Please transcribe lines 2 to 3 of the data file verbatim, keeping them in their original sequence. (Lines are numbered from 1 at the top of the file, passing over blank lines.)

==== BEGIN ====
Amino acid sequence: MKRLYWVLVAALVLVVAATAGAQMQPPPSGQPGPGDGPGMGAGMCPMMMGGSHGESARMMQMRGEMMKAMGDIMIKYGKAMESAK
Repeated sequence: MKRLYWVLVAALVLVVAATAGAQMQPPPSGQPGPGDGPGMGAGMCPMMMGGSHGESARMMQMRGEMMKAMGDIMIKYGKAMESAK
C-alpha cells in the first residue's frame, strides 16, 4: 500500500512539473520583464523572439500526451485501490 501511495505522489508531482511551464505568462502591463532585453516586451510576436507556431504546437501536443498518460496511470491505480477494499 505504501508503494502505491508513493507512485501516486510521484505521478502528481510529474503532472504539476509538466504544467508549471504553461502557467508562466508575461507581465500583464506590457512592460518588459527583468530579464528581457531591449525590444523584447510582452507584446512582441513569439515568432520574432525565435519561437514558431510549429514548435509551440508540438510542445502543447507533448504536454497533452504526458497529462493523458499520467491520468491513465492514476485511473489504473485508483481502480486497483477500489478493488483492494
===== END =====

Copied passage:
Repeated sequence: MKRLYWVLVAALVLVVAATAGAQMQPPPSGQPGPGDGPGMGAGMCPMMMGGSHGESARMMQMRGEMMKAMGDIMIKYGKAMESAK
C-alpha cells in the first residue's frame, strides 16, 4: 500500500512539473520583464523572439500526451485501490 501511495505522489508531482511551464505568462502591463532585453516586451510576436507556431504546437501536443498518460496511470491505480477494499 505504501508503494502505491508513493507512485501516486510521484505521478502528481510529474503532472504539476509538466504544467508549471504553461502557467508562466508575461507581465500583464506590457512592460518588459527583468530579464528581457531591449525590444523584447510582452507584446512582441513569439515568432520574432525565435519561437514558431510549429514548435509551440508540438510542445502543447507533448504536454497533452504526458497529462493523458499520467491520468491513465492514476485511473489504473485508483481502480486497483477500489478493488483492494